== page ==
On the Conditional Success of International Conditionality Policies (With Evidence from Greece and Spain During the Eurozone Crisis)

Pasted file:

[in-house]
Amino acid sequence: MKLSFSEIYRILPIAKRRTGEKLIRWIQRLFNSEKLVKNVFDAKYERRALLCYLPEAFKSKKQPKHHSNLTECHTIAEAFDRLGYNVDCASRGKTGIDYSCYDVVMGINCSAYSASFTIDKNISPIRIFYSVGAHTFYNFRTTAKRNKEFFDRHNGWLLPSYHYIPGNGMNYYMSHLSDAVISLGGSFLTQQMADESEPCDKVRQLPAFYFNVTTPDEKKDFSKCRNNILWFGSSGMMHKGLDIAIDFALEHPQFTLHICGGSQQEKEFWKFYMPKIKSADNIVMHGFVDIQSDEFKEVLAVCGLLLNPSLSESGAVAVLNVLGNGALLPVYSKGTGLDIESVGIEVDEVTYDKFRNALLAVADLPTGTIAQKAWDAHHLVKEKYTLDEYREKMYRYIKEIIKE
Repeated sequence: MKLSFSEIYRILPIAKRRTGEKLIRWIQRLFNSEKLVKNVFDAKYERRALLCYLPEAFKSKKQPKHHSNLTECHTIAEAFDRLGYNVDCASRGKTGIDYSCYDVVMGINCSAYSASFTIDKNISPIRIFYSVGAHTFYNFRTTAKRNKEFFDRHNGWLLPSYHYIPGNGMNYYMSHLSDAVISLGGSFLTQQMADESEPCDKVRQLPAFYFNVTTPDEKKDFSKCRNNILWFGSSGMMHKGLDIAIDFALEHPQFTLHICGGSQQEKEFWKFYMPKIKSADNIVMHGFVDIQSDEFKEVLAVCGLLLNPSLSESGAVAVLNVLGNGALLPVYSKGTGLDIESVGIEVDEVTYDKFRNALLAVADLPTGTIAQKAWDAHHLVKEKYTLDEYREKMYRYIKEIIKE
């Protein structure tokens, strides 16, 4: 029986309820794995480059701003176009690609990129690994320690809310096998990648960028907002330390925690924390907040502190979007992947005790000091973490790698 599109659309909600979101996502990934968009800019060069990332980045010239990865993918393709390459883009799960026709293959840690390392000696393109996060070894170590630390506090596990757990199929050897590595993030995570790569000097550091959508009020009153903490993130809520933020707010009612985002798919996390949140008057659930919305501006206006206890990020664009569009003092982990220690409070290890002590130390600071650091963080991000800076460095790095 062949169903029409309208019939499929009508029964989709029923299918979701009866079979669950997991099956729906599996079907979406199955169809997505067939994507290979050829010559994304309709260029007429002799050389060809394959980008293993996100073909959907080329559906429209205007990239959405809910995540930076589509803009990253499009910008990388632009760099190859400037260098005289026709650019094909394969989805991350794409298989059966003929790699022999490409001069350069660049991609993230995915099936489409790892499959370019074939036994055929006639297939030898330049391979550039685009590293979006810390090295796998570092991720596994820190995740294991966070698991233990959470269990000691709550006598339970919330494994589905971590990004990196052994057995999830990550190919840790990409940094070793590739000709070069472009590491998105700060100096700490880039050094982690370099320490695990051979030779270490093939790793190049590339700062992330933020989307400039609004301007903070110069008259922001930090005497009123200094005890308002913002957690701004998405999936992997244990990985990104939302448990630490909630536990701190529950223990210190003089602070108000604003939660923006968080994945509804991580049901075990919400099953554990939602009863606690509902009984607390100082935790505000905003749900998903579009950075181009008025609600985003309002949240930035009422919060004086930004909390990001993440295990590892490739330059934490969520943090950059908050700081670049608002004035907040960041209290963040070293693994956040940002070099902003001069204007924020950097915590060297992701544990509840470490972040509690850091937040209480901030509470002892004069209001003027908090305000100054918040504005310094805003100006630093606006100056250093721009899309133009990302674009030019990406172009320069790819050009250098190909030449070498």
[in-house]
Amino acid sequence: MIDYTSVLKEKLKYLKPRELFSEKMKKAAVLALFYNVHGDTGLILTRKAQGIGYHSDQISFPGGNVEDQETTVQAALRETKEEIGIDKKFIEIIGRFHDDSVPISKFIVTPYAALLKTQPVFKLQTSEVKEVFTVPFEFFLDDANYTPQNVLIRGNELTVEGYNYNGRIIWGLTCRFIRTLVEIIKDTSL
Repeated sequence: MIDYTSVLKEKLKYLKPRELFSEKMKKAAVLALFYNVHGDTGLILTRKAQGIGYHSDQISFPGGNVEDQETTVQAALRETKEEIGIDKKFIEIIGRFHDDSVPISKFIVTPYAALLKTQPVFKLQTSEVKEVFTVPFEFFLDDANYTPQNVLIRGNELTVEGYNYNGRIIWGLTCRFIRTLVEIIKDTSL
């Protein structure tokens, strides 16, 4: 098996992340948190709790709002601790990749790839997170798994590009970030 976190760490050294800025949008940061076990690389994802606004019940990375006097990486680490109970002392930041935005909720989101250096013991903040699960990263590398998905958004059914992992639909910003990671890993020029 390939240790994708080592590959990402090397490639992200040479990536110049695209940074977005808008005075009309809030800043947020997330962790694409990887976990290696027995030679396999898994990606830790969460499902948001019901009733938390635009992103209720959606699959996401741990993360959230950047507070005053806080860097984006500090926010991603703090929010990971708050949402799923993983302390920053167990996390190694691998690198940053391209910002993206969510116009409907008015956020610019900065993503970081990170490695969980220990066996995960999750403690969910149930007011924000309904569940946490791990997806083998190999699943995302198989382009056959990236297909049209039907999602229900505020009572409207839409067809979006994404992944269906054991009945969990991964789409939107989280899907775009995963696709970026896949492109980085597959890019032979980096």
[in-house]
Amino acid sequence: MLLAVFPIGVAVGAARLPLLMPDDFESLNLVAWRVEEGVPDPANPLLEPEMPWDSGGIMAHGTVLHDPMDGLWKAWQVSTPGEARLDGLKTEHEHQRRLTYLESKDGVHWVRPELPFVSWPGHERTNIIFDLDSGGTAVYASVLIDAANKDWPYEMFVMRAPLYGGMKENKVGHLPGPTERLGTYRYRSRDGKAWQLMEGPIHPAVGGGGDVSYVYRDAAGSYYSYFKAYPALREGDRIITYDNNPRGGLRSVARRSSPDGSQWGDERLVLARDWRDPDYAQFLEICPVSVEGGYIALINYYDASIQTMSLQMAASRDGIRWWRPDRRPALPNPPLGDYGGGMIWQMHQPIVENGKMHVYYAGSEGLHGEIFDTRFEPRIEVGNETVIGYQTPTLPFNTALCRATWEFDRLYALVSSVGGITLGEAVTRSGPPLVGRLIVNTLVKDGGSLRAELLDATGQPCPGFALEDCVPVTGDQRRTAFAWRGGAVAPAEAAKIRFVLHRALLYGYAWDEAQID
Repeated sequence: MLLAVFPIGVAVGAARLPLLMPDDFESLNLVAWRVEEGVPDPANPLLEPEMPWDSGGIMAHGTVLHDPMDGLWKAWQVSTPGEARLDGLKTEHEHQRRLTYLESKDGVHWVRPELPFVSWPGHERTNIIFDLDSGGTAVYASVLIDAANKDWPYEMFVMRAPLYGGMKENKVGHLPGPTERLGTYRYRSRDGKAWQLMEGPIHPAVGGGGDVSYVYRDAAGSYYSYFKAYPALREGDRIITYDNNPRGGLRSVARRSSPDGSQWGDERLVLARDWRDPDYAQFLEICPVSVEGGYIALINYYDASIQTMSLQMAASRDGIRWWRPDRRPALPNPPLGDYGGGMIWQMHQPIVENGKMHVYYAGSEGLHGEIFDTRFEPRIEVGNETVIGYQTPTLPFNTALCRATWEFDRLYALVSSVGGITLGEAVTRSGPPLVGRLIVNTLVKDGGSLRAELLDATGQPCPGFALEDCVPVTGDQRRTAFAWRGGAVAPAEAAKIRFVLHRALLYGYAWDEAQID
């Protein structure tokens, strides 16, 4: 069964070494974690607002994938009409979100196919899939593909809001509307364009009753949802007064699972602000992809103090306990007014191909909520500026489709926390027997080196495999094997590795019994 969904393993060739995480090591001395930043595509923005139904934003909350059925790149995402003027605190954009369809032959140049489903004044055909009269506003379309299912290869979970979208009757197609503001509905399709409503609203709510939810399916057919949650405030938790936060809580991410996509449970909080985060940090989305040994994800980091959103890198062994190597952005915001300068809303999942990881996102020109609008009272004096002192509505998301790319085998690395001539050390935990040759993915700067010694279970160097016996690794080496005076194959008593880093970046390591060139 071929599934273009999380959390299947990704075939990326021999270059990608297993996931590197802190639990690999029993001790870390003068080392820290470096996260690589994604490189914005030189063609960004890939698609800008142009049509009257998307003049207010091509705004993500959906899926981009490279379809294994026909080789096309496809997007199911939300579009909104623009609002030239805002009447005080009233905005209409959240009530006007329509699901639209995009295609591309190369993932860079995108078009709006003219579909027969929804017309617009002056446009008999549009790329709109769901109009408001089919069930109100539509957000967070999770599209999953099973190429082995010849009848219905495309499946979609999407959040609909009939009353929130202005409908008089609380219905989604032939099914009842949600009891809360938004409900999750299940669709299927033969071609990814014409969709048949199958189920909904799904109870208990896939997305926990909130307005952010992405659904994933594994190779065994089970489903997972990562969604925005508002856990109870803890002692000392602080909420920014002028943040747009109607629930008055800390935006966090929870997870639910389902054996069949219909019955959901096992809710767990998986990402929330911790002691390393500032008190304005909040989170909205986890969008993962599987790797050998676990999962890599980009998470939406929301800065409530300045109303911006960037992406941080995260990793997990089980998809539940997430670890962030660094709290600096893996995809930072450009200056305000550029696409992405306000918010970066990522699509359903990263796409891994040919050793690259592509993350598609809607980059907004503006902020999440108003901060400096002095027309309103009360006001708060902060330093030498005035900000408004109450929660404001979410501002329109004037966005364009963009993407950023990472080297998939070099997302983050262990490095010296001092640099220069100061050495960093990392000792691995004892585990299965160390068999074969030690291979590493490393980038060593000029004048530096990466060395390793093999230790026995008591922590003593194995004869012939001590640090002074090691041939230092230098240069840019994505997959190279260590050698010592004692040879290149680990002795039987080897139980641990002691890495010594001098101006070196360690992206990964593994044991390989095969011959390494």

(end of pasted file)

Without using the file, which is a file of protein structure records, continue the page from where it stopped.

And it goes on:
Does conditionality always work? If, as it appears, the answer is negative, why do certain externally incentivized countries comply while others do not? To answer these questions we rely on cognitive psychology and dynamic Bayesian principal-agent games to develop a theory of downwards-sloping long-run supply curves. More specifically, we explain how, when applied to an intrinsically motivated agent, external incentives imposed by an informed principal carry an informative signal which in the long run crowds out the agent's intrinsic motivation. To probe the plausibility of the ensuing hypotheses we compare the reformist pace of two centre-left governments of financially distressed Southern European countries during the eurozone crisis, namely Greece's Papandreou administration and Spain's Rodríguez Zapatero administration. Based on the analysis of more than 400 newspaper reports and 12 expert interviews we find positive support for our theory: while Papandreou quickly admitted the need for far-reaching and politically costly reforms, Zapatero initially delayed all kinds of measures. But as European incentives kicked in, the strongly incentivized Papandreou went into irreversible reform fatigue, while the softly incentivized Zapatero dedicated his last months in office to bring about unprecedented reforms. We conclude with some indications about future research in this direction.